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Mining Act changes ‘flawed,’ need workover, says Sudbury MPP

Sudbury project cited by Conservative government as a good example of why they want to speed up the process to get new mines into production
Electric scoop tram at Vale's South Mine in Sudbury (Len Gillis/ photo)

Sudbury’s MPP said he wants what he describes as a “flawed” but “not terrible” bill aimed at making Ontario’s Mining Act more industry-friendly to have a workover by members of the legislature.

Jamie West said he supported sending Bill 71 to second reading because he wants to see the proposed changes get more scrutiny from the public and at Queen's Park committee level. 

The changes to Ontario's Mining Act were debated in the Ontario Legislature this week with second reading of Bill 71 taking place on Tuesday and Wednesday. 

One of the key reasons for changing the Act is because the government wants to speed up the process of permits and approvals for new mining operations. 

Bill 71 is also known as the Building More Mines Act. The first reading of the bill was approved on March 2.

Members of the public can comment on changes to the Mining Act by going online to the Environmental Registry of Ontario. 

Ontario Mines Minister George Pirie told the House there are 36 active mining operations in Ontario and that amendments to the Mining Act will "help to pave the way so that more critical mineral mines get to production that much sooner — mines like Vale’s Copper Cliff South Mine project." 

Pirie reminded the House that the South Mine project "reunites the south side of Copper Cliff mine with the north side and creates a new supply hub for low-carbon critical minerals, helping anchor Sudbury as a homegrown and sustainable supply chain for electric vehicles and the batteries that power them."

Pirie added that Vale’s new project will see spending of more than $900 million of private sector money

"And they’re doing it cleanly, all with EVs (electric vehicles), no diesel. They’re committed to the environment that their employees work in," he said.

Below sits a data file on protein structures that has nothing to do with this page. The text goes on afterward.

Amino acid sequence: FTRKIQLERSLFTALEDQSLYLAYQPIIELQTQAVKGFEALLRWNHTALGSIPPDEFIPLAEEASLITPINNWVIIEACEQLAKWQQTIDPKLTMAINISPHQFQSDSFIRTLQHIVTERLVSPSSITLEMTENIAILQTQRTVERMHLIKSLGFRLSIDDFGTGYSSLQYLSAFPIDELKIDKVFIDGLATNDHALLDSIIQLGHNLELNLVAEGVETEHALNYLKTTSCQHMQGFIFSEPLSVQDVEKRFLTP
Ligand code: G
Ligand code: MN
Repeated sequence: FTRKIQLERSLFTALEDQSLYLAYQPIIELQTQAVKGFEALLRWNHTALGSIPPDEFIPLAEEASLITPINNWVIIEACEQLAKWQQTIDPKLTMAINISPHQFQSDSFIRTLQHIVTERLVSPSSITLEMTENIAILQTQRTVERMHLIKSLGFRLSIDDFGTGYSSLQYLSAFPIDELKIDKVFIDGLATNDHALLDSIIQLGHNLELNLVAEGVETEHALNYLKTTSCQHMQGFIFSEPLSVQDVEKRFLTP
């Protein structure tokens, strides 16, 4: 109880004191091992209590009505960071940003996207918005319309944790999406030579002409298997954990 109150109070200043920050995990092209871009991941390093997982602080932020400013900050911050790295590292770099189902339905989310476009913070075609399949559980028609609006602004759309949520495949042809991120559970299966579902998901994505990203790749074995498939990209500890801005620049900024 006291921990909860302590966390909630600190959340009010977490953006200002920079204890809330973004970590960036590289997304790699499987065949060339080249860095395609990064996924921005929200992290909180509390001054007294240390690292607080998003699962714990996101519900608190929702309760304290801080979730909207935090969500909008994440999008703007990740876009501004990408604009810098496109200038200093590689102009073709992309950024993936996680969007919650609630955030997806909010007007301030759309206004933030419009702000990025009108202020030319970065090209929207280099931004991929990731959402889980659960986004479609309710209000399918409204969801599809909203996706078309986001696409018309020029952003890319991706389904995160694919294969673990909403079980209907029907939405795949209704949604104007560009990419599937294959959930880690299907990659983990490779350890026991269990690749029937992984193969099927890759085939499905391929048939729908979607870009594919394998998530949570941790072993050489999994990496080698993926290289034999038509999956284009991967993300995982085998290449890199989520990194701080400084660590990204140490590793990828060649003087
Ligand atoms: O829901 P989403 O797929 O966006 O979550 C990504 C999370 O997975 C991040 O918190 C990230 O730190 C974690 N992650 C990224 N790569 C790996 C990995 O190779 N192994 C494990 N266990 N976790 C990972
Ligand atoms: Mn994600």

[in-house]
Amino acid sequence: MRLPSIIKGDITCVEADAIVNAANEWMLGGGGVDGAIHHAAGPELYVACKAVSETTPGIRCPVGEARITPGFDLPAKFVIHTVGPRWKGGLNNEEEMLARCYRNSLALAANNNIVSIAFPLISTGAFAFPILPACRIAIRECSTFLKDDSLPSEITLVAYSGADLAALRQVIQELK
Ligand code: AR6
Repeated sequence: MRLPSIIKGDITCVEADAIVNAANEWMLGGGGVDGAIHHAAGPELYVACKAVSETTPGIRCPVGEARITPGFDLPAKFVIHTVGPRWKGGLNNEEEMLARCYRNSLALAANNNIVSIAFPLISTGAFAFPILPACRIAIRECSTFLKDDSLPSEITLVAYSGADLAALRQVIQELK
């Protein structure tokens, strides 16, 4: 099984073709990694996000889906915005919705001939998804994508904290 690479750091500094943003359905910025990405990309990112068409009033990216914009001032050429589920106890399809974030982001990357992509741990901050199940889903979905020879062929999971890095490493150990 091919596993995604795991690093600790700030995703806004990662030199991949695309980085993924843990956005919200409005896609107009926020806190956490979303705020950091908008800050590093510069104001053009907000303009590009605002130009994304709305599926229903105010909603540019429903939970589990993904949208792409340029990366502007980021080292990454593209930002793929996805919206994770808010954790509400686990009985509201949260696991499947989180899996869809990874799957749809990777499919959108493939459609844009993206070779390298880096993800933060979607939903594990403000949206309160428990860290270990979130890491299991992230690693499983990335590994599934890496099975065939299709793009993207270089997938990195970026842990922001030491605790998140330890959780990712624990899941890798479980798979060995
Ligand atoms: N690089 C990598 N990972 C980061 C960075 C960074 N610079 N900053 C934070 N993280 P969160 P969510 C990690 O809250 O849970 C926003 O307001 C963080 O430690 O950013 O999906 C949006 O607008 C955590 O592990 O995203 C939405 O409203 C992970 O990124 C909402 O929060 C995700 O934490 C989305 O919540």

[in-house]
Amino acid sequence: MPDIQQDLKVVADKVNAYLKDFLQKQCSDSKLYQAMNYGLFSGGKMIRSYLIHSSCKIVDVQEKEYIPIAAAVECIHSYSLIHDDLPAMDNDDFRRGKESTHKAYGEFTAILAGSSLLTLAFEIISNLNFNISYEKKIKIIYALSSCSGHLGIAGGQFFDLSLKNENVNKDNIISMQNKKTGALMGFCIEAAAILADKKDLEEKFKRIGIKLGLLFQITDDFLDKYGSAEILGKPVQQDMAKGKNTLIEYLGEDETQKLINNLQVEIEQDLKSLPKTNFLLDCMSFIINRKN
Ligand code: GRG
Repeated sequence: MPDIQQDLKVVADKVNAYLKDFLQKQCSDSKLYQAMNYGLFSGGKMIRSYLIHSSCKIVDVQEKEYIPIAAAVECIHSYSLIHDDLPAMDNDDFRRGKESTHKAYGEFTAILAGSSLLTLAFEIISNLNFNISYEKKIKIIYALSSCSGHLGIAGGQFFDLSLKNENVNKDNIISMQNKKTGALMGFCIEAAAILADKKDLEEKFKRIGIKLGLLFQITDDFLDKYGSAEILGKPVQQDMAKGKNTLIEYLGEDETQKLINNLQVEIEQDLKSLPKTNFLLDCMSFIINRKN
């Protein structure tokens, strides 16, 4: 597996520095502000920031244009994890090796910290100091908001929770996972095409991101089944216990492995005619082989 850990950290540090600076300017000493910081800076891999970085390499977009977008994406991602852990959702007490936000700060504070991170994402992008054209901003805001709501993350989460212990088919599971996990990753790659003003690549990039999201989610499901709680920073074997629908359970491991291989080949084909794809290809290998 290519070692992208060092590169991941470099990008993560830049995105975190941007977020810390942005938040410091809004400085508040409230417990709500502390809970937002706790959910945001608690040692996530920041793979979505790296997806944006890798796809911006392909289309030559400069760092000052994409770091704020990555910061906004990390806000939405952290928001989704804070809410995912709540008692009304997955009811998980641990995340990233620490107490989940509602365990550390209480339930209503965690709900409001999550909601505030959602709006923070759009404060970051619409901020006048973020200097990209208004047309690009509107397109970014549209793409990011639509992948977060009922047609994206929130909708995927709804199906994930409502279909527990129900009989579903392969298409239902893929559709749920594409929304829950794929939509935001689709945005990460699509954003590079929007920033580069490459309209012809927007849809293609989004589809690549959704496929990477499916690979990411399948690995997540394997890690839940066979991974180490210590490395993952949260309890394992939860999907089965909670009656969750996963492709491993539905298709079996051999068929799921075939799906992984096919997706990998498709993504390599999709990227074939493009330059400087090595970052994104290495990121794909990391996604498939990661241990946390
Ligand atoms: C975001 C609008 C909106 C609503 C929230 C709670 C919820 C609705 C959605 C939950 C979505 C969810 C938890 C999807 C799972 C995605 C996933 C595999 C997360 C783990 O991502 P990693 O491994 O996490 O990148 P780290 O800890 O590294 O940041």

"The re-opened mine will provide employment for more than 250 workers, boosting the local economy. These numbers are impressive, Mr. Speaker, but there is more that needs to be done. We need to continue to support the growth of the mining industry, because the future of our world depends on it," Pirie added. 

He added that this was prime time for Ontario's mining industry because the minerals of Northern Ontario are in peak demand for the manufacture and production of automotive electric vehicles in Southern Ontario.

Sudbury MPP Jamie West also spoke about Bill 71 and said "This bill is flawed — it’s not terrible, but there are some flaws."

West said he would support the bill through second reading, “so that it can get to the committee level and out to the wider community where the flaws can be addressed."

West said he is a solid supporter of mining and added his own background was in mining health and safety. He said he is concerned that Bill 71 would allow "more flexibility in the techniques used to rehabilitate mines once they’re closed.”

He reminded the legislature that the reason Ontario has an Occupational Health and Safety Act is because bad things can happen and go wrong despite everyone's best intentions.

"Those regulations are important because things went wrong, and when you don’t follow through on why they went wrong, things go really, really wrong," said West.

He said he worries that even though Bill 71 has the best intentions of making mine closures happen more efficiently and giving mining companies more options for closure plans, he still has concerns.

"The final part that I’m a little bit concerned about is about creating more options for companies to pay financial assurance," West explained. 

"Instead of paying financial assurance up front, it could be paid in phases, tied to the project’s construction schedule. Maybe that makes more sense as we drill into it. But I am always cautious of large industries in mining who post profits in the billions and are very successful in important communities—but if you go bankrupt and the cheque is in the mail, the cheque is never coming. So this is my concern that I have."

The second reading of the bill was carried and it has been referred to a Legislature standing committee for further debate.